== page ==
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Kashima sofa by Ligne Roset

As the saying goes, what’s old is new again. From fashion to furniture, design styles are often cyclical, and the practice of thrifting has brought forgotten aesthetics back to the fore. For legacy brands like Ligne Roset, the focus is less on following — or starting — trends, but rather on crafting timeless, heirloom-quality pieces that remain relevant through the ages. Its latest collection is a prime example of this ethos: a carefully curated selection of re-issues, and contemporary pieces by emerging designers that are poised to become icons in their own right. Now available in North America, the collection wholeheartedly embodies the craftsmanship, sustainability, and innovation that Ligne Roset has become renowned for.

Togo Sofa in Floraly by Ligne Roset
Togo in Floraly

Take, for instance, the iconic Togo Sofa, which just celebrated its 50th anniversary. Designed by Michel Ducaroy, it reimagined what a sofa could be, both in terms of form and construction. As part of the new collection, Marie C Dorner has put her own spin on the Floraly fabric, a 70s floral pattern, that was originally credited with spurring Togo’s rise to fame. Kashima, a 1970s Chesterfield defined by its round, tufted forms, and designed by Ducaroy, was also re-issued this year.

Kashima sofa by Ligne Roset
Kashima Sofa

In mining the archives, Ligne Roset went all the way back to the 50s to revive two Pierre Paulin-designed classics. The CM 145 carver chair retains all its mid-century style but has been updated to enhance the comfort of its embracing form; its seat and back are now made of upholstered high-resilience polyurethane Bultex foam. The CM 202 stool, meanwhile, boasts the same spindly black tubular steel legs as the CM 145, but with a minimalistic round seat.

CM145 armchair in pink with black tubular metal legs
CM 145 Chair
CM 202 Stool
CM 202 Stool

Over 50 years since they were first released, the re-issues still fit seamlessly into any interior. And, with any luck, this year’s launches will have the same enduring appeal. The Hashira dining table by Alain Gilles has all the makings of a modern classic. Its sculptural form, made of wood with an option for a marble top, is defined by its four instantly recognizable conical legs (it’s no wonder, then, that its name means pillar in Japanese). Considered down to the details, the curved wooden edge of the top effortlessly transitions into that of the marble, conveying a sense of quiet luxury.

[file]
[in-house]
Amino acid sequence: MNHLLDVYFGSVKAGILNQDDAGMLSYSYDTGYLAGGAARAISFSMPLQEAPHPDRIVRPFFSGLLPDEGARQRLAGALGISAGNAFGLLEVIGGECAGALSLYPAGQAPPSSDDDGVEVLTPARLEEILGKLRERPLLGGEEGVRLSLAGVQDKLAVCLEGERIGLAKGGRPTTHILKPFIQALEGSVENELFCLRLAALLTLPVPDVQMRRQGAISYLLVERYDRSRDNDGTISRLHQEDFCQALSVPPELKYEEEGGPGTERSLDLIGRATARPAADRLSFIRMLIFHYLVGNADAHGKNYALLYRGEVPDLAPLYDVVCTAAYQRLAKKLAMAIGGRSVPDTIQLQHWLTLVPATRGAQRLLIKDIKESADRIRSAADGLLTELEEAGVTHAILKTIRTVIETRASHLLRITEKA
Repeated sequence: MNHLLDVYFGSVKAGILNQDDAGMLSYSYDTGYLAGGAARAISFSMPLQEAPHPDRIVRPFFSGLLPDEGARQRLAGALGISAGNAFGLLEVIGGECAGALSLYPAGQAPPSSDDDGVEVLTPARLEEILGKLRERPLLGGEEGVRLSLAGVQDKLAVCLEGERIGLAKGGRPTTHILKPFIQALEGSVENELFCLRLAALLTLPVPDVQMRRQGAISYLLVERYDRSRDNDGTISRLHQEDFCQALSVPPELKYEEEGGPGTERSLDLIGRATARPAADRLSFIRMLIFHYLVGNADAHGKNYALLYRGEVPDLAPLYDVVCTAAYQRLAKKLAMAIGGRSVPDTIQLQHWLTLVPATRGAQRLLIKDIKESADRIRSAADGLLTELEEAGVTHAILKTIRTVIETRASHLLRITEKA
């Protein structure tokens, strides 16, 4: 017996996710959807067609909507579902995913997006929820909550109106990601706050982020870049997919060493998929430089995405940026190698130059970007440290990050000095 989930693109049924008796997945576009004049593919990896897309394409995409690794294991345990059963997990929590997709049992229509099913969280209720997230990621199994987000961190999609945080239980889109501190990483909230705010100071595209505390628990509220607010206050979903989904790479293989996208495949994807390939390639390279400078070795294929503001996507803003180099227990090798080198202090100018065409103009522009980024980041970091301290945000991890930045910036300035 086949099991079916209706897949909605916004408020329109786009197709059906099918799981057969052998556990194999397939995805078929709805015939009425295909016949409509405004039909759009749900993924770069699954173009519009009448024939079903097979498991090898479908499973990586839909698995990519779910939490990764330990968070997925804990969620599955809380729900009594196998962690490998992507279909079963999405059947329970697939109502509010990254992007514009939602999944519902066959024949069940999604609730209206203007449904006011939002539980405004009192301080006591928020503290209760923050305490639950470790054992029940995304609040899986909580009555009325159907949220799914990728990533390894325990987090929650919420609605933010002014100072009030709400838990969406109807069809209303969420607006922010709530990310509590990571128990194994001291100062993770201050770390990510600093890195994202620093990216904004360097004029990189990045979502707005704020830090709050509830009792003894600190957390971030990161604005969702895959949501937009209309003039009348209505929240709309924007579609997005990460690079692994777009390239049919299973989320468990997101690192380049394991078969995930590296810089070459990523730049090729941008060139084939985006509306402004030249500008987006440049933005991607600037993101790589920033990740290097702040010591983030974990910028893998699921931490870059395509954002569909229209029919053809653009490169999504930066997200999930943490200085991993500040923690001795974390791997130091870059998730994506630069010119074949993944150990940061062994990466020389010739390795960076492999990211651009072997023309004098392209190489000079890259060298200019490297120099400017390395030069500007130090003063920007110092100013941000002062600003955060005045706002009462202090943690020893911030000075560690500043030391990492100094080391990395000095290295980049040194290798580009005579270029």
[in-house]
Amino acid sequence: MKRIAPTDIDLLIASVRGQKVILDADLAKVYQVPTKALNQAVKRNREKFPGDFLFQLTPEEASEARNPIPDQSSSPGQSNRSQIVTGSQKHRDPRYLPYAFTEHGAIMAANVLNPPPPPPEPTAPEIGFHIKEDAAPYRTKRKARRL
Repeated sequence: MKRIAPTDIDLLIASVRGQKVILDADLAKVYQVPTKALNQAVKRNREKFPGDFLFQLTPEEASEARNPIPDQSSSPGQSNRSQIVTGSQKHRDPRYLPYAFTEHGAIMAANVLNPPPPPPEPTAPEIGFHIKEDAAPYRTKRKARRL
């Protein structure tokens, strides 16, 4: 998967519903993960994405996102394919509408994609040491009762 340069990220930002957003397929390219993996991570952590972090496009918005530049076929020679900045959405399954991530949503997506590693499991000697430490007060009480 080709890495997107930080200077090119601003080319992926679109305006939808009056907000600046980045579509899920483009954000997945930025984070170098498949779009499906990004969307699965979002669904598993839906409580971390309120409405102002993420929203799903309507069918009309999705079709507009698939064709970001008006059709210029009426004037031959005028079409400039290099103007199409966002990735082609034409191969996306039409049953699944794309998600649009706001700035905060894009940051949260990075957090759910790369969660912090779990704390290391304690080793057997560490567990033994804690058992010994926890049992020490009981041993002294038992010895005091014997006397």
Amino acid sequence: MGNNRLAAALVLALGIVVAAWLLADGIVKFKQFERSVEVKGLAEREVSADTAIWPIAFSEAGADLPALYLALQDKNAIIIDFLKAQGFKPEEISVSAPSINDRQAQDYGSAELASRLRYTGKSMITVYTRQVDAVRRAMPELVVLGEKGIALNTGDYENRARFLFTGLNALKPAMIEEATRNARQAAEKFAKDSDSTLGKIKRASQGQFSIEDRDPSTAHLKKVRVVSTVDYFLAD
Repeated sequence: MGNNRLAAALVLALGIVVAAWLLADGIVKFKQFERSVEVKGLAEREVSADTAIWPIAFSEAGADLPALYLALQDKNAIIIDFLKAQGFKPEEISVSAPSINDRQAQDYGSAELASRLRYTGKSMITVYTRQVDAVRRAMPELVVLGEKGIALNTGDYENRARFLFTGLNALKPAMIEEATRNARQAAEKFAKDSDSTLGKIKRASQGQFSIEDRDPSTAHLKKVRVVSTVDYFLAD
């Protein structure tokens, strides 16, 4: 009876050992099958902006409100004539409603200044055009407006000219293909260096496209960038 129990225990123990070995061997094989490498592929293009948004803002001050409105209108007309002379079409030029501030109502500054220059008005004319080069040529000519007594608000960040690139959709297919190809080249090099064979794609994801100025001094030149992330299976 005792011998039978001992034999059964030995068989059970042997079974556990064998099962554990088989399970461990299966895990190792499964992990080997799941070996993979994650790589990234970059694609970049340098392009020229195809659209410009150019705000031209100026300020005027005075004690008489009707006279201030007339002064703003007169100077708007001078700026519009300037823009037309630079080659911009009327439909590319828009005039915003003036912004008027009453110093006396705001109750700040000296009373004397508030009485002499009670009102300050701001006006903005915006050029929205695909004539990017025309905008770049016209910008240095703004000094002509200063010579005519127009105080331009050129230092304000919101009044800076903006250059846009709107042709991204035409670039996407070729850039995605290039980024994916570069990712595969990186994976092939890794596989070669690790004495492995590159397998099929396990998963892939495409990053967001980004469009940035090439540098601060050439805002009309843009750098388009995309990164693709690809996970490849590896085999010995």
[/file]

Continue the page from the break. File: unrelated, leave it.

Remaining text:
Hashira dining table by Ligne Roset
Hashira Table

This mixing of materials is also reflected in the two-tone Biscotto pedestal tables by Constance Frappolli. Each iteration pairs beige Brecha Maritima marble with a contrasting shade: the low version features the subtly- grained grey Ruivina, while the high version features stark white Estremoz.

Biscotto side tables by Ligne Roset
Biscotto Tables

The Chute Libre side table, designed by up-and-comer Vital Lainé, introduces an entirely different texture into the collection. Its striated appearance is the product of scrap wood — including MDF, particle board, plywood, and various species of solid wood — sorted and assembled in layers that alternate by wood type (the interior is left hollow, making it light enough to move around). The result is not only a more sustainable alternative but ensures that no two pieces are the same, making for a unique addition to any space.

Chute Libre side table
Chute Libre Side Table

Finally, form meets function in the Hypna bed, by Nada Nasrallah and Christian Horner of Soda Designers, whose headboard does double duty as a room divider; its movable sides can be opened and closed to create different configurations. When closed, the wings wrap around the bed to form a protective cocoon, turning the bedroom into a private, restful retreat. Extending the wings creates room for bedside tables or other furnishings while opening up the entire room. Endlessly versatile, Hypna can accommodate sleeping spaces of all sizes.

Hypna bed by Ligne Roset
Hypna Bed

While the collection may feature fewer releases than in years past, as co-CEOs Antoine and Olivier Roset told us recently, it’s all part of the brand’s strategy of “scaling up by scaling down” that reflects its long-standing commitment to sustainable production. By designing timeless furnishings that are made to last, Ligne Roset is leading the way — as it has for decades.

This content was published by Azure on behalf of Ligne Roset.

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